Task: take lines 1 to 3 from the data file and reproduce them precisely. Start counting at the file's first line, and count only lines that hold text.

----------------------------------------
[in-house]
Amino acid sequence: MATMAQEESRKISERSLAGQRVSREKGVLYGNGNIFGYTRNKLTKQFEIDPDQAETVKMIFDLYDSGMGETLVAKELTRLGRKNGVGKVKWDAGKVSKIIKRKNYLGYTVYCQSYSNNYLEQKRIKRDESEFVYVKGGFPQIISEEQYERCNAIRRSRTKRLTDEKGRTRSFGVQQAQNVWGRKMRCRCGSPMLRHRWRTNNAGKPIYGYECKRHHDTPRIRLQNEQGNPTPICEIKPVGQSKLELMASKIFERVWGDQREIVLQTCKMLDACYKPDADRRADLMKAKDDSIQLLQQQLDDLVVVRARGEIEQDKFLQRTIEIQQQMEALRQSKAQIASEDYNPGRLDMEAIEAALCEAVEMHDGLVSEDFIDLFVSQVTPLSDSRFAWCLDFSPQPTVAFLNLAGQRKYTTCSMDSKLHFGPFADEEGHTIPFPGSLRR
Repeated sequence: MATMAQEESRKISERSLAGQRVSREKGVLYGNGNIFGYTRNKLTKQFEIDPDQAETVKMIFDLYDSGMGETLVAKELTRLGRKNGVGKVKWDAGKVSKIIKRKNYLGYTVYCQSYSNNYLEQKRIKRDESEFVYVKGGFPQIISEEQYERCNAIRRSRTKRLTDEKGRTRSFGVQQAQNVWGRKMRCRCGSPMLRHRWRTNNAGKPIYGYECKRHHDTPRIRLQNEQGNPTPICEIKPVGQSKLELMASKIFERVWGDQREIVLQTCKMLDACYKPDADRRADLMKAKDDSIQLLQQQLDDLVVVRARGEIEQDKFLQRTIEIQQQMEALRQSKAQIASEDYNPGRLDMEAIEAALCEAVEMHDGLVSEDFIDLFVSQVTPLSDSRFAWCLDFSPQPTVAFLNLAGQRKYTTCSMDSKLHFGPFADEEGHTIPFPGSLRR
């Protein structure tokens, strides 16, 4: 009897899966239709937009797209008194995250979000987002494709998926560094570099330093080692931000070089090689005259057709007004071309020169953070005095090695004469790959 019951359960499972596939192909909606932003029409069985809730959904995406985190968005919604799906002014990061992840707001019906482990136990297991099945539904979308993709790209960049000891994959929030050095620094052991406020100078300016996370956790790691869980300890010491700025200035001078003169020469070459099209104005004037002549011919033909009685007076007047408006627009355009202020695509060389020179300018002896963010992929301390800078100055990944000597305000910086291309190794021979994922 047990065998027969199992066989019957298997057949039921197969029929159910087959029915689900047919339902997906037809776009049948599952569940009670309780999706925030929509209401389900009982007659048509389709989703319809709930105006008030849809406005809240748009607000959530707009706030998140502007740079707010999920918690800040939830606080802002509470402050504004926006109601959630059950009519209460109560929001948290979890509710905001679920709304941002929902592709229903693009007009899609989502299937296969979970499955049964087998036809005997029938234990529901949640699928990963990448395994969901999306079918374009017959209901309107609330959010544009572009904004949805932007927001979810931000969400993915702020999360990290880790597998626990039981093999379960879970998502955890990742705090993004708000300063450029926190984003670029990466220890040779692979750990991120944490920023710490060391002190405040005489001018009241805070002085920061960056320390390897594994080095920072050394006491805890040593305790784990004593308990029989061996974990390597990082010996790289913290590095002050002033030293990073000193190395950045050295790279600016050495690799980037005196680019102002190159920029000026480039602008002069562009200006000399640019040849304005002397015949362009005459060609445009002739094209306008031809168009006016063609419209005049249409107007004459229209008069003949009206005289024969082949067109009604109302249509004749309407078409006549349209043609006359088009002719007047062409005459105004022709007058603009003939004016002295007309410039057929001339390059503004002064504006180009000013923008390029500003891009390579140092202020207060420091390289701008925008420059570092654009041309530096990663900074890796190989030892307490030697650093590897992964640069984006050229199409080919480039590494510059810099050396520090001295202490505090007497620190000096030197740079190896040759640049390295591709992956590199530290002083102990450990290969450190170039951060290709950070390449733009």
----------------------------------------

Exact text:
[in-house]
Amino acid sequence: MATMAQEESRKISERSLAGQRVSREKGVLYGNGNIFGYTRNKLTKQFEIDPDQAETVKMIFDLYDSGMGETLVAKELTRLGRKNGVGKVKWDAGKVSKIIKRKNYLGYTVYCQSYSNNYLEQKRIKRDESEFVYVKGGFPQIISEEQYERCNAIRRSRTKRLTDEKGRTRSFGVQQAQNVWGRKMRCRCGSPMLRHRWRTNNAGKPIYGYECKRHHDTPRIRLQNEQGNPTPICEIKPVGQSKLELMASKIFERVWGDQREIVLQTCKMLDACYKPDADRRADLMKAKDDSIQLLQQQLDDLVVVRARGEIEQDKFLQRTIEIQQQMEALRQSKAQIASEDYNPGRLDMEAIEAALCEAVEMHDGLVSEDFIDLFVSQVTPLSDSRFAWCLDFSPQPTVAFLNLAGQRKYTTCSMDSKLHFGPFADEEGHTIPFPGSLRR
Repeated sequence: MATMAQEESRKISERSLAGQRVSREKGVLYGNGNIFGYTRNKLTKQFEIDPDQAETVKMIFDLYDSGMGETLVAKELTRLGRKNGVGKVKWDAGKVSKIIKRKNYLGYTVYCQSYSNNYLEQKRIKRDESEFVYVKGGFPQIISEEQYERCNAIRRSRTKRLTDEKGRTRSFGVQQAQNVWGRKMRCRCGSPMLRHRWRTNNAGKPIYGYECKRHHDTPRIRLQNEQGNPTPICEIKPVGQSKLELMASKIFERVWGDQREIVLQTCKMLDACYKPDADRRADLMKAKDDSIQLLQQQLDDLVVVRARGEIEQDKFLQRTIEIQQQMEALRQSKAQIASEDYNPGRLDMEAIEAALCEAVEMHDGLVSEDFIDLFVSQVTPLSDSRFAWCLDFSPQPTVAFLNLAGQRKYTTCSMDSKLHFGPFADEEGHTIPFPGSLRR